7 JANUARY 1865, Page 7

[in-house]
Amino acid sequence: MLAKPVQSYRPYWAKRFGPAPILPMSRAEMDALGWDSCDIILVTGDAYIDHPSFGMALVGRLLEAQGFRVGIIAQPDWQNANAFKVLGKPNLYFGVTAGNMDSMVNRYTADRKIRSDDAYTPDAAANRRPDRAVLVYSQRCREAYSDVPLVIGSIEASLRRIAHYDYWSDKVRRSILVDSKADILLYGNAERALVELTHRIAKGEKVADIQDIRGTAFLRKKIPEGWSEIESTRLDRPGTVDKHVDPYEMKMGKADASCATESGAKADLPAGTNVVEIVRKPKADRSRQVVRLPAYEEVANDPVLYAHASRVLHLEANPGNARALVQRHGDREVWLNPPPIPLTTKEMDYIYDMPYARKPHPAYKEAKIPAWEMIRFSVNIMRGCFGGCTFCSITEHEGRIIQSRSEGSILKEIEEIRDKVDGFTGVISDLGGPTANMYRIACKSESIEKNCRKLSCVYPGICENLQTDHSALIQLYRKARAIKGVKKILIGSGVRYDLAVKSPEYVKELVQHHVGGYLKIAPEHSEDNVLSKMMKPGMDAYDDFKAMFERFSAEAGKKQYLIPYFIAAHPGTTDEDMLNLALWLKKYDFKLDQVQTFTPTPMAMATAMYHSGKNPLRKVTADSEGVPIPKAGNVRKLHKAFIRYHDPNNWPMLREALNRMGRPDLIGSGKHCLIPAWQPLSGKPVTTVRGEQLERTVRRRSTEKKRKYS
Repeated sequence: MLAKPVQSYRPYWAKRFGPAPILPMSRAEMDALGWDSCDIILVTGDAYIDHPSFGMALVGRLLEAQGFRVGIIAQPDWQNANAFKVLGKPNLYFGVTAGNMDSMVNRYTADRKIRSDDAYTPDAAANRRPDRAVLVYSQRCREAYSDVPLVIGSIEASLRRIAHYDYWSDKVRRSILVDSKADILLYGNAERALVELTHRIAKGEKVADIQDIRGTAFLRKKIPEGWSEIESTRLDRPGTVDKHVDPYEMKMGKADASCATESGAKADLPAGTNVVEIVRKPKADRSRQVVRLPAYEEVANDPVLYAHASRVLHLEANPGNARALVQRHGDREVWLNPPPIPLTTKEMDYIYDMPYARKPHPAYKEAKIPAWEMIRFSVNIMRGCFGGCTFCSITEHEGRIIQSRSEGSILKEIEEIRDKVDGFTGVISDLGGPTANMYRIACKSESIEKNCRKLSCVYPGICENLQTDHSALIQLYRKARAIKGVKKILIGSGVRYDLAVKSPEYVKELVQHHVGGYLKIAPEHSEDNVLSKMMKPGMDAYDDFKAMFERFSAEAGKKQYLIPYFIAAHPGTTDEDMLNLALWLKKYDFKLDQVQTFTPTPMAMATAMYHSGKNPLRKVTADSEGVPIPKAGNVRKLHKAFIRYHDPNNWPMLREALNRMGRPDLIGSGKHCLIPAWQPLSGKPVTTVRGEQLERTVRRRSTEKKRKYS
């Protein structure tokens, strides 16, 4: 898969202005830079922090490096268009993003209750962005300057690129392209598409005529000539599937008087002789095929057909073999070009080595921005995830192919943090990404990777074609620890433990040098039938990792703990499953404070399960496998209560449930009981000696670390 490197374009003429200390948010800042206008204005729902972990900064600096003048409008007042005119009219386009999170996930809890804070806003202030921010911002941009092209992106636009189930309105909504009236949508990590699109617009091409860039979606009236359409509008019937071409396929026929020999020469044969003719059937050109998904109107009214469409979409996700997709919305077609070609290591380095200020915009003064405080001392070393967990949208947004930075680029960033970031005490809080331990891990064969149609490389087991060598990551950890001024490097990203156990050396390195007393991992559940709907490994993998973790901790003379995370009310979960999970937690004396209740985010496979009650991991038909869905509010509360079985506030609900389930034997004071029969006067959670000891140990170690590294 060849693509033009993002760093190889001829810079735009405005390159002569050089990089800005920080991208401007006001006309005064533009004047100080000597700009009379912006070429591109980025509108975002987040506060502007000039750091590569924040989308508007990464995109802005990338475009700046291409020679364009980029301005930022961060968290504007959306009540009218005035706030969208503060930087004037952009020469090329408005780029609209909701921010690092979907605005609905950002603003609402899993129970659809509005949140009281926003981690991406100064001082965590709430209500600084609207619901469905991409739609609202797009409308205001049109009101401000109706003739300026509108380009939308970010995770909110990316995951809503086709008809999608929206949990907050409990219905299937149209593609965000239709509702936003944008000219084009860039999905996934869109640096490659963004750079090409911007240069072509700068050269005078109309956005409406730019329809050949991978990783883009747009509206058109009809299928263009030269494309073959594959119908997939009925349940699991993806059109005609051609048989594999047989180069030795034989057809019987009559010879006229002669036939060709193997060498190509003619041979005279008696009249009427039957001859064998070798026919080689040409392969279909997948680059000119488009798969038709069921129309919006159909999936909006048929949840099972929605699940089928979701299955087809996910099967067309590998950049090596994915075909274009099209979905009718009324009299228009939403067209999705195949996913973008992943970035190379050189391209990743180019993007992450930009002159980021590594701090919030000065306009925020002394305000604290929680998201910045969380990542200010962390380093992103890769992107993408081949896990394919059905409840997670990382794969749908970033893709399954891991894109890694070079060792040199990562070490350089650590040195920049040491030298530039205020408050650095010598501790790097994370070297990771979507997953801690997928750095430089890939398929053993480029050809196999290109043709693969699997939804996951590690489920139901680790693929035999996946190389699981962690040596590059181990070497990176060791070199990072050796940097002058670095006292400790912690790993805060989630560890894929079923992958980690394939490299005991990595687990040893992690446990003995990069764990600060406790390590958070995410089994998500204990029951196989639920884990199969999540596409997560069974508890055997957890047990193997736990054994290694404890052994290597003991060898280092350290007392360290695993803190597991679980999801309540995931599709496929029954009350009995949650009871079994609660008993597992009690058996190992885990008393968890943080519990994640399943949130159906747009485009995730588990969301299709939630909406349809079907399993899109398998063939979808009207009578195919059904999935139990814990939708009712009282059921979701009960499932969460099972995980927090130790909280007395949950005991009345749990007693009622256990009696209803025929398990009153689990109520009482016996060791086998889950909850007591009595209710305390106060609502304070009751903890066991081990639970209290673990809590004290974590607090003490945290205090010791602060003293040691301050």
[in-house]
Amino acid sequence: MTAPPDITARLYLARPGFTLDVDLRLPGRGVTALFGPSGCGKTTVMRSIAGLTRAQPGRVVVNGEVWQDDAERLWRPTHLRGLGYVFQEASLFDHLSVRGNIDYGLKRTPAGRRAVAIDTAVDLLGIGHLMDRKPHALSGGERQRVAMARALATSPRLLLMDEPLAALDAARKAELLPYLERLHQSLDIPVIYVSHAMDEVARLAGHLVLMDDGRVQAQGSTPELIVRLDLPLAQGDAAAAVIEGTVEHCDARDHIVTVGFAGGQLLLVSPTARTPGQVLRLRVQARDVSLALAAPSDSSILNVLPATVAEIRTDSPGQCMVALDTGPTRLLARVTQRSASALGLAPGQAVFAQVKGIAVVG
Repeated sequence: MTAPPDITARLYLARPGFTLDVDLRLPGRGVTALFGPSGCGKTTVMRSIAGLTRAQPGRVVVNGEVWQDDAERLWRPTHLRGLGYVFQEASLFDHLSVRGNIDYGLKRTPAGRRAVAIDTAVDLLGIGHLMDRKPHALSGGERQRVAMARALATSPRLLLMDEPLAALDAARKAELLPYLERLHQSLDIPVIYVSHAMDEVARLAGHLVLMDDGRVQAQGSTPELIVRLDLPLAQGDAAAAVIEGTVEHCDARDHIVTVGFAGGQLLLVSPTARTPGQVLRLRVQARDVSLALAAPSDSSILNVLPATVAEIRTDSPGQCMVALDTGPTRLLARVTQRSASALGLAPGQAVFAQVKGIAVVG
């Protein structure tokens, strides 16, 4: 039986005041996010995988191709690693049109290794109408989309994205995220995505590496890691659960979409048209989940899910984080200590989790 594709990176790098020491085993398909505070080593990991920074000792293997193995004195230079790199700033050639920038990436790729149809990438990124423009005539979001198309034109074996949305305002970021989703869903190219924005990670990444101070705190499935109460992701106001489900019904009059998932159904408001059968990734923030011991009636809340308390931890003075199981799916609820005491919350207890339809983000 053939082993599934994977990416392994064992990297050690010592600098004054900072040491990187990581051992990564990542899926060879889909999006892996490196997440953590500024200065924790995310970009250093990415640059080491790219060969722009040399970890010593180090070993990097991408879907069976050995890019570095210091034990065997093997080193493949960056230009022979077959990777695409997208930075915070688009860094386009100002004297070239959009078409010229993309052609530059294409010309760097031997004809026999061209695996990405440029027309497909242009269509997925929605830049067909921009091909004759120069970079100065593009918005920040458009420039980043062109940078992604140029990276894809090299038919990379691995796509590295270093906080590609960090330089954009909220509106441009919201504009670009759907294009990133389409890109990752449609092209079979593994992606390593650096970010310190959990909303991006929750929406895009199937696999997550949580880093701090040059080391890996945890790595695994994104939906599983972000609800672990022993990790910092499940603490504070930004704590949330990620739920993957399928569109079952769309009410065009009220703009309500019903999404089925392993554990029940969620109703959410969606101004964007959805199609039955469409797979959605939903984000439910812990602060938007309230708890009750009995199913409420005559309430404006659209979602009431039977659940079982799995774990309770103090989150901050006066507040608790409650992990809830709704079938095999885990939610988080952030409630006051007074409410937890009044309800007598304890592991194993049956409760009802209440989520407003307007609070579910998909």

MR. BRIGHT attended the opening of the new Exchange Hall at Birmingham on Monday, and made an eloquent but exagge- rated speech on manufactureni, chambers of commerce, and the des- tinies of trade. He thought that manufacturers had been too modest, that they were " gradually becoming more important than warriors and statesmen," that the stream of commerce would be found always to have run side by side with that of freedom and civilization, that every Exchange was a portion of the Parliament of the world, and that the future would belong to the " captains of industry." The traders to whom he spoke of course applauded these sentiments to the echo, without reflecting that without liberty, which is due to the warrior and the statesman, their trade could not even exist, or that a man like Coke of Norfolk or the Duke of Northumberland is a " captain of industry" of a very high and productive kind. The speaker passed on to strikes, upon which he was for a manu- facturer singularly fair, arguing that the right of striking was " a reserved power which, under some circumstances, it might be the duty of the workmen to exercise." He thought its exercise, how- ever, usually impendent, and trusted to education as the best cor- rective/of the bitterness between masters and employed. He may be right; and we shall reckon on him to resist the absurd outcry against the cost of State education, but the masters are better educated than the men, and are at least as unfair.